• Calendar Math, reinforce numbers concepts, such as counting, numbers sequencing, addition, subtraction, etc. With the Calendar with Kid-Drawn Border. Post word problems under the calendar and let students use the calendar to solve them. Word problems could include:
 The club to which you belong meets on the fourth Monday of this month. What is the date of this month’s meeting?
 Two video rentals were due on the tenth of this months. You return them on the twelfth. The late charge is two dollars per day. How much do you owe?
 What date will it be three weeks from today?
What Day is Worth? Provide coin manipulatives or real money for the class. Each day, let students count out different amounts of money equal to the date. For example, on the 14th, students could count out 14 pennies; 2 nickels and 4 pennies. Store the money manipulatives near the calendar or at a math center.
Weather Forecaster; record the daily weather on the calendar with Kid-Draw Border Chart. Let students create and tape weather symbols to the chart. Provide 3 1/2” x3” construction paper squares, crayons, and markers. Students may draw suns for sunny days, umbrellas for rainy days, etc. Older students can act as daily/weekly weather reporters and a gather information from newspaper, radio, or television as well as from personal observation. Let the reporters five extended forecast and lace the appropriate symbols on the correct das. Follow up on the predictions!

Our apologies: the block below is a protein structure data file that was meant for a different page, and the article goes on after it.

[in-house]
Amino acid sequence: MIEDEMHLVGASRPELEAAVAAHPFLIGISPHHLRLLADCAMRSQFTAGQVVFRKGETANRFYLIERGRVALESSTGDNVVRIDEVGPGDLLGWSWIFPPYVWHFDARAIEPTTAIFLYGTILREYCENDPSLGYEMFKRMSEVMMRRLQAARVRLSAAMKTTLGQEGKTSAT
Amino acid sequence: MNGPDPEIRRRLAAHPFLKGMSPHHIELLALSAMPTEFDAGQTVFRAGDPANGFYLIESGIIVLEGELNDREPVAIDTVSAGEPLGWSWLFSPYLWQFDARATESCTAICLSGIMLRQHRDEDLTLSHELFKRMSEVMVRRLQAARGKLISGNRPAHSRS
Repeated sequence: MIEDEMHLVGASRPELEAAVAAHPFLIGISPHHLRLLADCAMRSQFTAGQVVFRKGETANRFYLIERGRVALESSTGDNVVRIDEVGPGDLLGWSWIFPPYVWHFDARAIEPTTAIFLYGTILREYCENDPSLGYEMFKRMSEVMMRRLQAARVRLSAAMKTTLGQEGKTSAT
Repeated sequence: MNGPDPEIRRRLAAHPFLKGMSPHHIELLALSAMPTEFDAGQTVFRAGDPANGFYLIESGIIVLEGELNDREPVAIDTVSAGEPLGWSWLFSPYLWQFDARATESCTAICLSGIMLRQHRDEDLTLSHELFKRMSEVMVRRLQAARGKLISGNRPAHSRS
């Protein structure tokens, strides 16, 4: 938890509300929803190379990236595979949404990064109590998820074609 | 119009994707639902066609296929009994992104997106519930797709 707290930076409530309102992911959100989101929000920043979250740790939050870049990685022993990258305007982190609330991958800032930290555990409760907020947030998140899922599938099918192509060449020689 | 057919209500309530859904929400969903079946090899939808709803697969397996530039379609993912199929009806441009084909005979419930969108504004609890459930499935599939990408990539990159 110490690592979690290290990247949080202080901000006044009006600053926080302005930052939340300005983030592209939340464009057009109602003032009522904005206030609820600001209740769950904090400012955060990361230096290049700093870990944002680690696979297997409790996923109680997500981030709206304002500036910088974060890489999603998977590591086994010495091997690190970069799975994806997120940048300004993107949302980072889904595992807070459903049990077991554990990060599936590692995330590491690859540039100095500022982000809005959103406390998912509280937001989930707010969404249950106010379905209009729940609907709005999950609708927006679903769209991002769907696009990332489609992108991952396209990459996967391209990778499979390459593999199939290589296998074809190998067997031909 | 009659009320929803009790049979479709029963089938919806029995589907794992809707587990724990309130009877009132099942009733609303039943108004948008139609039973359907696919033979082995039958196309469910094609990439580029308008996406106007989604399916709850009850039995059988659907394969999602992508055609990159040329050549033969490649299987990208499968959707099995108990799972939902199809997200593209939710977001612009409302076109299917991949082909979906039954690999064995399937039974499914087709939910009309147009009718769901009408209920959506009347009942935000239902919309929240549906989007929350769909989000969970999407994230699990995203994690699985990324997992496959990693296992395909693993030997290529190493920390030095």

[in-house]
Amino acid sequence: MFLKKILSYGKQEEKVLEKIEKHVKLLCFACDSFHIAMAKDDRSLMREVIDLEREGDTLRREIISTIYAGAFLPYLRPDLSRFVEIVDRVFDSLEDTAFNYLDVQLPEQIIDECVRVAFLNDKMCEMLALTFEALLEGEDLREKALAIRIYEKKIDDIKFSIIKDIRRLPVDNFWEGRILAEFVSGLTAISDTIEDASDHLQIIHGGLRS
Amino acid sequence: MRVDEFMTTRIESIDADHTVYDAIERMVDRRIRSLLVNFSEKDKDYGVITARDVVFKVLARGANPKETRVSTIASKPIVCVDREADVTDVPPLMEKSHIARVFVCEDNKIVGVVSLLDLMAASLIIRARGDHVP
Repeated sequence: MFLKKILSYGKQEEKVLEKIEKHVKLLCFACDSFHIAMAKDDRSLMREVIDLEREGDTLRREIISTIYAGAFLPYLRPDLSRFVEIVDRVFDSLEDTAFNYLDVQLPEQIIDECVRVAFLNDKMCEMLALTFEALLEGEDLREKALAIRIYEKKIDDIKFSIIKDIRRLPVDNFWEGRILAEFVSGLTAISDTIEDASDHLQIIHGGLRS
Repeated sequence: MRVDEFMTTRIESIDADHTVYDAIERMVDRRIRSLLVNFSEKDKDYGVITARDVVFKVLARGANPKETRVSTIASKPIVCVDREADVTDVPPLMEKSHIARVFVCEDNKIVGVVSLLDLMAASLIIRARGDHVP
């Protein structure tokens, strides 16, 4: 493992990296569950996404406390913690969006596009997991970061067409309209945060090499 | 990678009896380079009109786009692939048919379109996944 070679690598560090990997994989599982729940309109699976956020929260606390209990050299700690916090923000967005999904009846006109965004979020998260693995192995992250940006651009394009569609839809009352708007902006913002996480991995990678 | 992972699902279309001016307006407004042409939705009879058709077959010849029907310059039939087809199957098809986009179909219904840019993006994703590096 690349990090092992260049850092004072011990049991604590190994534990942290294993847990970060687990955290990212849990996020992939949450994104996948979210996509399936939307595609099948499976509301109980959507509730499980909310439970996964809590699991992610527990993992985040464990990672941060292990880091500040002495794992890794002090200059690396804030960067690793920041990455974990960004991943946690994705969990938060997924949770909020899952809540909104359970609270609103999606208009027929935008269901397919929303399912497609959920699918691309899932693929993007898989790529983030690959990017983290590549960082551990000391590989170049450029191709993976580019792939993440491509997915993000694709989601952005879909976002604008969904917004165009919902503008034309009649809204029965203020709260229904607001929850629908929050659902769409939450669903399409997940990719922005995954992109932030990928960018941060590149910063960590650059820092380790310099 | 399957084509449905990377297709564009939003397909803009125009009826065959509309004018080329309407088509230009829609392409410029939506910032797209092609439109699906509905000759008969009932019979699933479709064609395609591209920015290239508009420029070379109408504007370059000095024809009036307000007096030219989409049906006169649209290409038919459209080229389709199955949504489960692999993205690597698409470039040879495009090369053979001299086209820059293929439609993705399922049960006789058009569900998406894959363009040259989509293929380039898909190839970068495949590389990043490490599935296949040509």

Seasonal cover –ups; at the beginning of the each month, have each child cut a 3 1/2 x3’ square of constructions paper and decorate it to match her favorite holiday. Choose a student –made cover-up to use with your Calendar for each holiday in the month. Encourage children to make cover-ups for fall holidays such as Thanksgiving and Columbus Day, winter holidays like Christmas and Hanukkah, spring holidays such as Earth Day and Easter, and summer holidays like Independence Day and Father’s Day. (Carlson-Dellosa Publishing)

Happy Face Pattern
1.1.3 Activity 1